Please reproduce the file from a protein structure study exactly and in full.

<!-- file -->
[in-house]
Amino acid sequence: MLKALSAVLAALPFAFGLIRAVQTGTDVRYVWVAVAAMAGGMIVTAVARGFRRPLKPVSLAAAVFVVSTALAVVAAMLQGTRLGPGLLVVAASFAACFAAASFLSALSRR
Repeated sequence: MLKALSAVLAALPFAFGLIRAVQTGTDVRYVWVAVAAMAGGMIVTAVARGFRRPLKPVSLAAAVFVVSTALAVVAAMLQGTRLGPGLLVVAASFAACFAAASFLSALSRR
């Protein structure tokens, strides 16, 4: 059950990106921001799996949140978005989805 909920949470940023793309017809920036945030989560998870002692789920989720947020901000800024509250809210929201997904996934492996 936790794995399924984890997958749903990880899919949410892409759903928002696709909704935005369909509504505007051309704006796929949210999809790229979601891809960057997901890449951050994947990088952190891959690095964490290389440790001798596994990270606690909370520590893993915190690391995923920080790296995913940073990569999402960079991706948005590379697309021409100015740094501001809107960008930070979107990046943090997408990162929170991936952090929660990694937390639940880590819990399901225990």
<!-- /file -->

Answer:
[in-house]
Amino acid sequence: MLKALSAVLAALPFAFGLIRAVQTGTDVRYVWVAVAAMAGGMIVTAVARGFRRPLKPVSLAAAVFVVSTALAVVAAMLQGTRLGPGLLVVAASFAACFAAASFLSALSRR
Repeated sequence: MLKALSAVLAALPFAFGLIRAVQTGTDVRYVWVAVAAMAGGMIVTAVARGFRRPLKPVSLAAAVFVVSTALAVVAAMLQGTRLGPGLLVVAASFAACFAAASFLSALSRR
């Protein structure tokens, strides 16, 4: 059950990106921001799996949140978005989805 909920949470940023793309017809920036945030989560998870002692789920989720947020901000800024509250809210929201997904996934492996 936790794995399924984890997958749903990880899919949410892409759903928002696709909704935005369909509504505007051309704006796929949210999809790229979601891809960057997901890449951050994947990088952190891959690095964490290389440790001798596994990270606690909370520590893993915190690391995923920080790296995913940073990569999402960079991706948005590379697309021409100015740094501001809107960008930070979107990046943090997408990162929170991936952090929660990694937390639940880590819990399901225990």